Major Pattern Change This Week

A developing storm system over the eastern Pacific will drop into the Great Basin later today into Thursday. This system will bring widespread shower activity across Western Wyoming, especially across the southwest. Much cooler air will be present as this system advances, and will cause snow levels to decrease rapidly, especially over the southwestern mountains. Mountain snowfall will be common by Thursday night with valley snowfall possible across southern and western Wyoming by early Friday morning.

Current model imagery depicts a large ridge across the American Midwest with a cold trough across the north Pacific and along the west coast. The white lines represent the 500 MB heights across the region (showing the overall flow in the atmosphere at roughly 15K ft above ground level). Where the lines are closer together, the flow is faster and the change in height is more dynamic. Lowering heights indicate the presence of a low pressure system and usually more inclement weather.

The colored image shows the 700 MB (roughly 10K ft above ground level) temperatrues. 700 MB Temperatures are often referenced by meterologists because thet 700 MB level is just high enough off of the surface to mitigate surface radiational influences, thereby making it a good estimate of airmass temperature. As expected, the cold temperatures in blue and purple coincide with the trough, the moderate to warm airmass is co-located with the ridge.

Click on the image for a full resolution version.

This storm system is expected to track across Southern Wyoming Thursday night into Friday morning with showers and colder temperature spreading north and east, to impact the majority of central and western Wyoming. Snow levels across central Wyoming may briefly decrease to below 6,000 feet by Thursday night or early Friday across
Southern Fremont and Natrona Counties. Another disturbance Friday night may bring another round of lowering
snow levels in Natrona County down to around 6000 feet.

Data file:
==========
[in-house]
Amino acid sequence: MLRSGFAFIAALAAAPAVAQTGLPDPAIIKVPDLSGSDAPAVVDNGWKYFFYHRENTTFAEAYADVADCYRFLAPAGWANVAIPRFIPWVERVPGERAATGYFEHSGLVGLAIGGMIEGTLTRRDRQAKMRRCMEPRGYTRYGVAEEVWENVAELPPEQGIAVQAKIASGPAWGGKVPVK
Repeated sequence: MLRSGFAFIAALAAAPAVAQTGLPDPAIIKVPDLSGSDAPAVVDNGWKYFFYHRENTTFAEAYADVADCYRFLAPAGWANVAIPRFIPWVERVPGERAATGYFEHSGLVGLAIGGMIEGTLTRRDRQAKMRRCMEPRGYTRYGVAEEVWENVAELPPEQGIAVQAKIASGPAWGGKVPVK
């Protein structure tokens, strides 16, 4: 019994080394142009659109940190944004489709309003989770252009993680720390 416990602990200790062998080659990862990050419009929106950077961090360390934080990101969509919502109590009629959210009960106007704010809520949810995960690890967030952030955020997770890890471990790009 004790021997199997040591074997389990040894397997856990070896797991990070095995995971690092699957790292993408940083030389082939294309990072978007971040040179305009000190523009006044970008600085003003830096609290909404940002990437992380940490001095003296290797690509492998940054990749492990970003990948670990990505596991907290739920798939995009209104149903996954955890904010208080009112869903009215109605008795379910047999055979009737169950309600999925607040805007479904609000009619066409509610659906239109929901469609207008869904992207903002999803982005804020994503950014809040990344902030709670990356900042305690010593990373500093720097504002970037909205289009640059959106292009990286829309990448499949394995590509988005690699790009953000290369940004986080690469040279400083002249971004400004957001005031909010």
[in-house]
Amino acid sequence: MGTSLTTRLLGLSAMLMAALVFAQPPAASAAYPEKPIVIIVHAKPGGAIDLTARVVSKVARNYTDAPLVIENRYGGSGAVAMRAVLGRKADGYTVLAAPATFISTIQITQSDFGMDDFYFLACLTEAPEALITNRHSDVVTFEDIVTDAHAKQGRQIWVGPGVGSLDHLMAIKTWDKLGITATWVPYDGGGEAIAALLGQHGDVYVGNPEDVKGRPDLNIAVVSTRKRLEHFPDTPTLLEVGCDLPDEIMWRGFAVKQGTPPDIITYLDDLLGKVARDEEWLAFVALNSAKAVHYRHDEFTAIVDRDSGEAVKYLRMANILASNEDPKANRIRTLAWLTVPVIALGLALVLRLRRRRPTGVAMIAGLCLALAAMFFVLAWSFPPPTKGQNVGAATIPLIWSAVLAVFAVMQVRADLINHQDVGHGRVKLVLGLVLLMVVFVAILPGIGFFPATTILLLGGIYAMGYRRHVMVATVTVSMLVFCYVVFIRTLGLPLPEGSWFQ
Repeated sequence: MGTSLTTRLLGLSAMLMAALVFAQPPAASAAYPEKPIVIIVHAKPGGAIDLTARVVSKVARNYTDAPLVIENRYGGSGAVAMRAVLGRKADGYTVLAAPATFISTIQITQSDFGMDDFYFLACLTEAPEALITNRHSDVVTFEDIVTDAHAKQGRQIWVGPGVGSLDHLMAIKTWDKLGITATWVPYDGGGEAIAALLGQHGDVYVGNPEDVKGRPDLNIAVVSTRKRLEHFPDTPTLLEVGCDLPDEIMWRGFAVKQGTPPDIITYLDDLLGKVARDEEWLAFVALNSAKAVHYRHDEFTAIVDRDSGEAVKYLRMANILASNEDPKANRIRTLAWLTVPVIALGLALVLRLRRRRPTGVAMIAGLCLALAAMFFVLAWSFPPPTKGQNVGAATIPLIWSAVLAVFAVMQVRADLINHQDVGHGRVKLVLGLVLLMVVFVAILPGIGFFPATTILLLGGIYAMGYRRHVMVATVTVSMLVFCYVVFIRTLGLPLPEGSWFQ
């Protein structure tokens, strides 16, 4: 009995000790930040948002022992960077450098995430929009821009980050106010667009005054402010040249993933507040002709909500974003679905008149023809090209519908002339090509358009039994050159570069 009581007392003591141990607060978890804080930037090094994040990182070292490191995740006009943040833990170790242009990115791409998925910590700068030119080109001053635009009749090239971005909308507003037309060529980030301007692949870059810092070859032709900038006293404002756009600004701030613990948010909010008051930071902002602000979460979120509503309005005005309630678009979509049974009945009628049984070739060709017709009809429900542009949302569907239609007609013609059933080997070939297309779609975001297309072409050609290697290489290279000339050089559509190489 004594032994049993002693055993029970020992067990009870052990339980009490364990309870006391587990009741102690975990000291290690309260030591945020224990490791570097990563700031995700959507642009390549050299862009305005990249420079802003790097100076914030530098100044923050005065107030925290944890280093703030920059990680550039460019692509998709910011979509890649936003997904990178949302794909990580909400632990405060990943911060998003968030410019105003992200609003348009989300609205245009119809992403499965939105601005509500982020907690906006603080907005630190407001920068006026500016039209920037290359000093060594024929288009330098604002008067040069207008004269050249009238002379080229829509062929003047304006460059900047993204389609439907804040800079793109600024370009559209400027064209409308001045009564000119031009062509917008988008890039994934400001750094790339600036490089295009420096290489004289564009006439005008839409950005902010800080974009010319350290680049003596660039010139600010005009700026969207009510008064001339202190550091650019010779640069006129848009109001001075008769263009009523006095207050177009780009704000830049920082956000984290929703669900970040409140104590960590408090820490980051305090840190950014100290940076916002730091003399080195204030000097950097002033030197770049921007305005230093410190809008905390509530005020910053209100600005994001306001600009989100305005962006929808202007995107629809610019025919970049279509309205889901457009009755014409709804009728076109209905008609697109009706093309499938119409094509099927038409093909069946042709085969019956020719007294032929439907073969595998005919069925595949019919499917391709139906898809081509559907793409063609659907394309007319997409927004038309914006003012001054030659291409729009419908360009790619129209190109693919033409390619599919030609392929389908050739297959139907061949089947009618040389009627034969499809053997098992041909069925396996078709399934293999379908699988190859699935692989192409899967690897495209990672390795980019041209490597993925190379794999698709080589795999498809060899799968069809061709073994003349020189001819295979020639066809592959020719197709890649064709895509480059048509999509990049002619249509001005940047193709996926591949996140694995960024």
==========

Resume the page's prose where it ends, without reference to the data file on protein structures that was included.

By late Friday night, this storm may produce significant mountain snowfall with the potential for a rain and snow mix turning to snow across the lower elevations.

Here is the current model solution for Friday's pattern. The ridge has shifted well to the east of the area and the nice warm temperatures have retreated south. The cold trough that is currently in the Pacific has shifted east by Friday, it now resides in the intermountain west, bringing cold temperatures and possibly snow.

Click on the image to see the full resolution version.

Look below for an animation of the current model solution from Tuesday through Saturday.

Hunters and others with outdoor interests should be prepared for this dramatic change to cold, unsettled, and even snowy conditions. Keep abreast of the latest forecasts by listening to NOAA weather radio or check us out on the web or on facebook. We will also discuss the latest information we have on this system through the latest Special Weather Statements and in the Hazardous Weather Outlook product.

 Further detail regarding specific temperatures and snow amounts will be revealed later in the week as the system approaches. The models have not quite come into agreement as to where the most snow will fall and where the coldest temperatures will settle. Until then, keep an eye on our homepage for the latest forecast, and check out the forecaster discussion for the latest information on how the models are performing and why the forecast is evolving this way.

Animated Model Solution. The loop begins with Wednesday morning and ends with Saturday evening. The image is of the 700 MB temperatures, and the white lines represent the 500 MB heights.

The timestamp in the images is located at the bottom right hand corner in Zulu (or UTC) Time. For reference:

00Z = 6PM MDT          (so 00Z Friday = 6PM Thursday)

06Z = Midnight MDT   (06Z Friday = Midnight Friday)

12Z = 6AM MDT           (12Z Friday = 6AM Friday)

18Z = Noon MDT         (18Z Friday = Noon Friday)

 

 

 

 

 

 

 

 

 



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